Techgnostics specializes in the automation of electro-mechanical systems.

With decades of experience designing and implementing computer-controlled motion we've been making machines move since the 1970's.

The examples in our Portfolio are but a small sample of the Motion Control solutions that we have created over the years.  From simple PLC + HMI (Programmable Logic Controller + Human-Machine Interface) to complex multi-axis CNC (Computer Numerical Control) with robotic material handling we have the knowledge and expertise to automate nearly any electro-mechanical system.  With over 30 years of experience in the field there is little we have not seen before.

Engineering and Design

We will work with you to create the most cost-effective solution to your motion-control needs.  From basic PLC and smart-drive systems to complex multiple axis CNC machines, incorporating and upgrading your current product or creating a completely new one, we can take your production to the next level.

Implementation and Testing

When a production machine is upgraded, downtime must be minimized.  Pre-deployment testing and simulation can help reduce the time that a machine or process is off-line.  We have experience with a variety of software and hardware based simulation and verification strategies,  ensuring that the most complete testing possible is performed before "going live"..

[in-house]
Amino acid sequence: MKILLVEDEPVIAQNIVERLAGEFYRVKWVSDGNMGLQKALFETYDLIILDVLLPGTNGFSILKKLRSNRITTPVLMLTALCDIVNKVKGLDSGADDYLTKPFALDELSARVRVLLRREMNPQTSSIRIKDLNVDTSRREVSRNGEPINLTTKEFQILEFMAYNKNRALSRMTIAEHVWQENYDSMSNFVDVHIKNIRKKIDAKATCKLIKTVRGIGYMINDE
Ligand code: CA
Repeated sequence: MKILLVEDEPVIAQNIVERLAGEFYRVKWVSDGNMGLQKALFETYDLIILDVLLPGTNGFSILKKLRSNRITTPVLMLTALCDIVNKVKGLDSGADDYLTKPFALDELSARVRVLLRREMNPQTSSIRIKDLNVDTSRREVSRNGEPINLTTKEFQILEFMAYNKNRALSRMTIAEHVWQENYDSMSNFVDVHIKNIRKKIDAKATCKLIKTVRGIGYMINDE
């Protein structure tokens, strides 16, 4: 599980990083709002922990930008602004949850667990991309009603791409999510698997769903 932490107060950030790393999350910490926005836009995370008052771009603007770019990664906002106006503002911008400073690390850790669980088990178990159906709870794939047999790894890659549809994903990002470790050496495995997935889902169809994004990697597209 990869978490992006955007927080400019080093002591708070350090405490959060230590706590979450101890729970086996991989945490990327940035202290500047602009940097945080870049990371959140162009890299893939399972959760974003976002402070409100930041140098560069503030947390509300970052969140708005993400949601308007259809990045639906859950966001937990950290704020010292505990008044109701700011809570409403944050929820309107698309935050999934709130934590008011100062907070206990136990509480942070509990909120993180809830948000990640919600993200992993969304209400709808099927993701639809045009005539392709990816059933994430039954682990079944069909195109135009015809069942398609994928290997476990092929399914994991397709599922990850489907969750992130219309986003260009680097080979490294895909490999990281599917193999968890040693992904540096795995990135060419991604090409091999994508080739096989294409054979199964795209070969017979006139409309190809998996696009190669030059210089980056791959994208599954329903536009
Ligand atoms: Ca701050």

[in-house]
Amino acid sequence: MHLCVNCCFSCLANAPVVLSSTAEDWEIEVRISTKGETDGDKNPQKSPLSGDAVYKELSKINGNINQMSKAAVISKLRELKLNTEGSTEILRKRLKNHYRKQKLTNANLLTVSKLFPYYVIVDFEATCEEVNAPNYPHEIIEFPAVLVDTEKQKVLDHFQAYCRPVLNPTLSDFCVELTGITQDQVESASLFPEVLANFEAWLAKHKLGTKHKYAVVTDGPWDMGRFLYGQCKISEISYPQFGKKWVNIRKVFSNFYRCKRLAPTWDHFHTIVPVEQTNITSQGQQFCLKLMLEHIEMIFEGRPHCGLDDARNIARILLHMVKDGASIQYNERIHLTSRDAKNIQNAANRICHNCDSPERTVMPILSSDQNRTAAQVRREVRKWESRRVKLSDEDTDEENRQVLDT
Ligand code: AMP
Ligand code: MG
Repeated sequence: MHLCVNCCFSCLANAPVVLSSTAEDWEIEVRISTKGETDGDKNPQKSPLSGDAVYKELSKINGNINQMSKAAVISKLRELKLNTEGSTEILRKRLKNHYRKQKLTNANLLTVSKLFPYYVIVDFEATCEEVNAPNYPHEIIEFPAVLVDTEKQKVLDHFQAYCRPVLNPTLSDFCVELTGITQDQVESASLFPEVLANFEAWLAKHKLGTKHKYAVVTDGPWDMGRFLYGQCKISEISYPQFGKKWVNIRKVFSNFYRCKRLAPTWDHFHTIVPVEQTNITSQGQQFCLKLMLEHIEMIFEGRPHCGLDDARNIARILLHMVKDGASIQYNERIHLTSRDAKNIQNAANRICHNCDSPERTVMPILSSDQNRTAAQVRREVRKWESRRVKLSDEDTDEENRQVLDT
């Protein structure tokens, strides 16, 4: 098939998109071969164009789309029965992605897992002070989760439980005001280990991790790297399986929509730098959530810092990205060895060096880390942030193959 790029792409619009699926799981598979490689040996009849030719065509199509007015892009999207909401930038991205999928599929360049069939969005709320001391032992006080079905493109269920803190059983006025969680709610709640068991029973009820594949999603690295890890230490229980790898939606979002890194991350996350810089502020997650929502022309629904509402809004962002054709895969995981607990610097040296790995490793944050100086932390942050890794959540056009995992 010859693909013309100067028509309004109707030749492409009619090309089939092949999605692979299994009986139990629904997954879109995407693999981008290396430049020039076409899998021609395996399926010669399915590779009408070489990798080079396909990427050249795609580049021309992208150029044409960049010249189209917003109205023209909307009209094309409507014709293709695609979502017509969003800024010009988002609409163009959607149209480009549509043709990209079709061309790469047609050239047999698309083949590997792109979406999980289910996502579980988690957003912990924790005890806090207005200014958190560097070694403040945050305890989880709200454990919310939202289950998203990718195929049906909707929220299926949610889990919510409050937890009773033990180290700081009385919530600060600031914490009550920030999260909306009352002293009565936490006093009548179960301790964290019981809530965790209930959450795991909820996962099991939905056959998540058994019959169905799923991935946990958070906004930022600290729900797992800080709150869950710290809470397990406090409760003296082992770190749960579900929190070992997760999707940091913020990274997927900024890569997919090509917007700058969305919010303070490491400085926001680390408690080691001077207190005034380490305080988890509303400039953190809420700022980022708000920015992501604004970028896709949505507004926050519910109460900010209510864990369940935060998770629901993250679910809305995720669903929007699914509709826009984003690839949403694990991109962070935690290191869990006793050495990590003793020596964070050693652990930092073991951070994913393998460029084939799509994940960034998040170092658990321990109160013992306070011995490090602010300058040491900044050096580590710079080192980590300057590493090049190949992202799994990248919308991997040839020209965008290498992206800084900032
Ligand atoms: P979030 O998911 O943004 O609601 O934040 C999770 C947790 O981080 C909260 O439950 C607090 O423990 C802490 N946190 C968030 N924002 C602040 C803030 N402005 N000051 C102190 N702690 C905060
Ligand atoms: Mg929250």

Service and Support

An automated system is of no use if it is sitting idle.  Of course we provide full documentation with our products, but what if you have an "orphan"?  In many cases we can research, reverse-engineer, and repair or replace components or complete systems that are no longer supported by the original manufacturer.

This FourCorp seam welder was originally built using a Baldor MINT smart drive and CAN-Bus HMI panel.  The MINT drive had failed and it's program had become corrupted, but that was only the beginning.  The MINT drive was obsolete and the new MINT-II that replaced it incompatible; the software is different, the connectors are different, and the 24 volt power supply, integral to the MINT drive, has been eliminated from the MINT-II.

The software was analyzed and re-written for the MINT-II drive, with IO reassigned to minimize connector and wiring changes. A new 24-volt power supply was added added to the cabinet, the required wiring changes were made, and wires were re-labeled to reflect both the old numbers (corresponding to the printed documentation) and the new numbers (corresponding to the connector assignments on the MINT-II drive).  A few hours of debugging (and the implementation of a few new features requested by the operator!) and this machine was brought back to life.